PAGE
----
Select the date (horizontal axis) -> The right button of the mouse -> Format axis:


Now we simply need to provide a minimum and maximum deadline:


We have made the following table:


Paso 5 – Format your chart

We have created our Gantt chart, but we won't show it to anyone unless it looks attractive to the eye, so we will format a bit to make our diagram look good.

Here we have done some things:

  • Removed shaft
  • Changed the title and
  • Tick ​​marks added


Congratulations! You have created your first Gantt chart!! Joey and Chandler must be enjoying their new entertainment unit.

Excel advanced charts n. ° 3 – Thermometer charts

Thermometer charts are really cool and distribute crucial information in a very neat way. These charts are great for visualizing actual value and target value.. It is useful to visualize sales, step on the website, etc. Let's better understand the graphs with a problem statement.

Every new year, people tend to make a decision. Jake had made up his mind to complete 48 books during the year. That's around 1 book per week. Let's understand how Jake acted.


You can follow the steps and refer to the video to understand it better:

Paso 1: select grouped graphics

Select the percentage data as shown below:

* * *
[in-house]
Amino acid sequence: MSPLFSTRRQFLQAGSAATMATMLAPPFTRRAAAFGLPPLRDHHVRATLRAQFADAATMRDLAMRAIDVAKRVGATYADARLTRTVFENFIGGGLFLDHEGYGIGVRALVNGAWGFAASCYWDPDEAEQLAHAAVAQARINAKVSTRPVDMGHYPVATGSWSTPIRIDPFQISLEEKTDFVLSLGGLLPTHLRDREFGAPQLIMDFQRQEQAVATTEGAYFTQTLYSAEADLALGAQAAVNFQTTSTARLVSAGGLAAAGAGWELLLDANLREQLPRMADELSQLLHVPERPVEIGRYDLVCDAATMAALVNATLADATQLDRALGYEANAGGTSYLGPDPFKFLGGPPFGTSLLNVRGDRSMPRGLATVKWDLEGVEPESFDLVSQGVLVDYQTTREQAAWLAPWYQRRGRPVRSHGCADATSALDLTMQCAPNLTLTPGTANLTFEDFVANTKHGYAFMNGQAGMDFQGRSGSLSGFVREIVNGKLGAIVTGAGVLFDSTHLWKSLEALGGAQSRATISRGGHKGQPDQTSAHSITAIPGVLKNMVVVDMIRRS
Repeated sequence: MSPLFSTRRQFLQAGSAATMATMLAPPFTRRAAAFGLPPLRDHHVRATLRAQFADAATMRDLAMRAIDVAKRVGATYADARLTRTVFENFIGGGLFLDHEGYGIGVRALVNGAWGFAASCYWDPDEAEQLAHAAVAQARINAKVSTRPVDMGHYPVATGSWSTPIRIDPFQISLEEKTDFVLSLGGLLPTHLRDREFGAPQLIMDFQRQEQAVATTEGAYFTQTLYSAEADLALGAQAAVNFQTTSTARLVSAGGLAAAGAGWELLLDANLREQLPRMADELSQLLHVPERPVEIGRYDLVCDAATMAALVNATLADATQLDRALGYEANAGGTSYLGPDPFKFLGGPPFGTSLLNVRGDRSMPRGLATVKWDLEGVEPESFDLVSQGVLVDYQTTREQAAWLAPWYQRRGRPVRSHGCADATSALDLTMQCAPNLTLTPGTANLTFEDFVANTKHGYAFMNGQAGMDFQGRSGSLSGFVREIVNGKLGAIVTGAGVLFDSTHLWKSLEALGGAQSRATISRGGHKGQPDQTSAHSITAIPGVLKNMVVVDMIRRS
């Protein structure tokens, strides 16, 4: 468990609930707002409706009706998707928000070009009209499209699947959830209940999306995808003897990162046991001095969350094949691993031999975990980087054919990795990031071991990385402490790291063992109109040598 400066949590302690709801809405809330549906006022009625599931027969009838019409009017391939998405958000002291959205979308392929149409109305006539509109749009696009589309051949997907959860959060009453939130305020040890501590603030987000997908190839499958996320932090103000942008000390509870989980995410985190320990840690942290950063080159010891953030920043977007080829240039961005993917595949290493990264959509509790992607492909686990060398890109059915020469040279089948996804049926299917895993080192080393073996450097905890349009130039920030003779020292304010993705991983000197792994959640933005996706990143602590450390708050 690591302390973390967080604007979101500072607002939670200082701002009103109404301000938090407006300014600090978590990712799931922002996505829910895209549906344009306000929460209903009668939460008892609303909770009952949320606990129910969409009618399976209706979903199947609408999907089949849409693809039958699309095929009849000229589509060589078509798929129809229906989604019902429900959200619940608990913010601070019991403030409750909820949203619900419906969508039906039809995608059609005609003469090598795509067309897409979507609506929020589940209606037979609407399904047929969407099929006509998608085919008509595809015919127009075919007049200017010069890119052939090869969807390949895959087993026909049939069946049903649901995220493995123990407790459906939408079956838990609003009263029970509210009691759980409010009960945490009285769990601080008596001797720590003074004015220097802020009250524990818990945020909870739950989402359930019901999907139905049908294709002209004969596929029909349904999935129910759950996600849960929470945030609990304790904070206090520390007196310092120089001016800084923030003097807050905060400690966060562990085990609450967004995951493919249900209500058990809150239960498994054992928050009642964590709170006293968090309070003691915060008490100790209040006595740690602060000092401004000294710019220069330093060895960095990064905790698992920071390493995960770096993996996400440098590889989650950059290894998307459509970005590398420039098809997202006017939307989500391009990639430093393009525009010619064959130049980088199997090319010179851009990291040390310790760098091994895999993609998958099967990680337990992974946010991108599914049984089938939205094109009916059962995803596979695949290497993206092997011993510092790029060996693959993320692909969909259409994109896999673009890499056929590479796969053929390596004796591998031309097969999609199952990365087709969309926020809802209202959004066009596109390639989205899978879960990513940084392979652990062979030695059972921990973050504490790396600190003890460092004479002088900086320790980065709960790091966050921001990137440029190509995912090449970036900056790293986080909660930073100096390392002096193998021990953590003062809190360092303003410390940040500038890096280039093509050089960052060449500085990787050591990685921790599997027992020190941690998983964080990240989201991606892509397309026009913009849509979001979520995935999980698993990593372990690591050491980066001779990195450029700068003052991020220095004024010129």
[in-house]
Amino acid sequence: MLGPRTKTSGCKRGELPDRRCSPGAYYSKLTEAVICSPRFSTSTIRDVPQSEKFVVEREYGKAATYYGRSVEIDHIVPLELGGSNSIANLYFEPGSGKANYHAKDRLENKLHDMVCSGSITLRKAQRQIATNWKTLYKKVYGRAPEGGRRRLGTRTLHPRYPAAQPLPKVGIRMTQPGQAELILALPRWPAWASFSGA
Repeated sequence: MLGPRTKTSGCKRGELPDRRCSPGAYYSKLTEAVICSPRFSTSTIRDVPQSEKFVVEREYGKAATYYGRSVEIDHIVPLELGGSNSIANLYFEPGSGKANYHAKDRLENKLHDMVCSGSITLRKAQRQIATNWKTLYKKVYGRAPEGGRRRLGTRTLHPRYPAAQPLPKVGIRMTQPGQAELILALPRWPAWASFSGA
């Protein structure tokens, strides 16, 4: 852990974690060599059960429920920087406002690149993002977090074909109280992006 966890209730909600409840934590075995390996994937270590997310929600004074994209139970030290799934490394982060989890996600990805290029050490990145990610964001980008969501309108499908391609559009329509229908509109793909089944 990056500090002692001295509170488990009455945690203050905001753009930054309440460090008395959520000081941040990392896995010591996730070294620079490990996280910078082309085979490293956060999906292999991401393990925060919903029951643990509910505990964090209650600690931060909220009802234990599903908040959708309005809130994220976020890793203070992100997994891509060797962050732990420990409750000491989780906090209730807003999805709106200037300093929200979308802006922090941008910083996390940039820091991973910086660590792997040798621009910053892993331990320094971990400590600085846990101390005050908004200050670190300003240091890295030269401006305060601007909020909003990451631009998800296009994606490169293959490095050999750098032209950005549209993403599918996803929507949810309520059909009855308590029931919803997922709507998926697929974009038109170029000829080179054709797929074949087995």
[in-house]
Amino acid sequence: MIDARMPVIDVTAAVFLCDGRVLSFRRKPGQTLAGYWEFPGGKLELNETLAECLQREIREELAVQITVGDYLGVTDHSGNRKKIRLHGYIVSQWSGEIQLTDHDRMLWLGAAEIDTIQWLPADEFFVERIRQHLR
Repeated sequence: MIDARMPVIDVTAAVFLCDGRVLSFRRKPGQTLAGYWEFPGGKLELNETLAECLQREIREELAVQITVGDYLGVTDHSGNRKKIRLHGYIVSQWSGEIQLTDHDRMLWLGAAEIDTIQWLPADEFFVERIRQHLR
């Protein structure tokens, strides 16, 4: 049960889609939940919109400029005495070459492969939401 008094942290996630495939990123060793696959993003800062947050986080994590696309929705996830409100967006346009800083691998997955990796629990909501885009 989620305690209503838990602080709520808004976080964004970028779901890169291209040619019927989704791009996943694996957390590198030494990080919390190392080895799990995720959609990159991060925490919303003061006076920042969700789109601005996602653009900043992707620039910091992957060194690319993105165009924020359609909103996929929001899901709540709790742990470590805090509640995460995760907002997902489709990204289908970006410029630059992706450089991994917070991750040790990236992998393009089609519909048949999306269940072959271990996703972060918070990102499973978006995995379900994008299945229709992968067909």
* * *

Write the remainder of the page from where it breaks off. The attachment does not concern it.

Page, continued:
Go to Insert -> 2D column -> Grouped column:



Here is our graph:


Paso 2: combine column

Go to Graphic design -> Select Change row / column and click OK:



Now, right click on the Accomplished % column -> Go to Format string -> To select Secondary shaft:



This will overlap both columns in one column.

Paso 3: select minimum and maximum

We have our columns overlapping but on different axes, so let's give it a uniform limit.

Select the percentages (vertical axis values) and right click -> Format axis:


Now select the minimum limit as 0.0 and the maximum limit as 1.0:


Paso 3: format the chart

Select the Target % chart and right click -> Format the data series:


Go to Fill options -> To select Unfilled Y Solid line border:


Now we have a table that finally looks like a thermometer table. All we need is an additional format.

Here, we have followed the steps below to format:

  • Remove grid lines
  • Rearrange the chart size
  • Give the title of the chart
  • Add tick marks



Final notes

In this article, we cover three beautiful excel charts of different types to help you become an efficient analyst. Hope these graphics help you create amazing visualizations and save you a lot of time. and impress your boss. 🙂

Let me know your favorite Excel charts that you think make for a great visualization.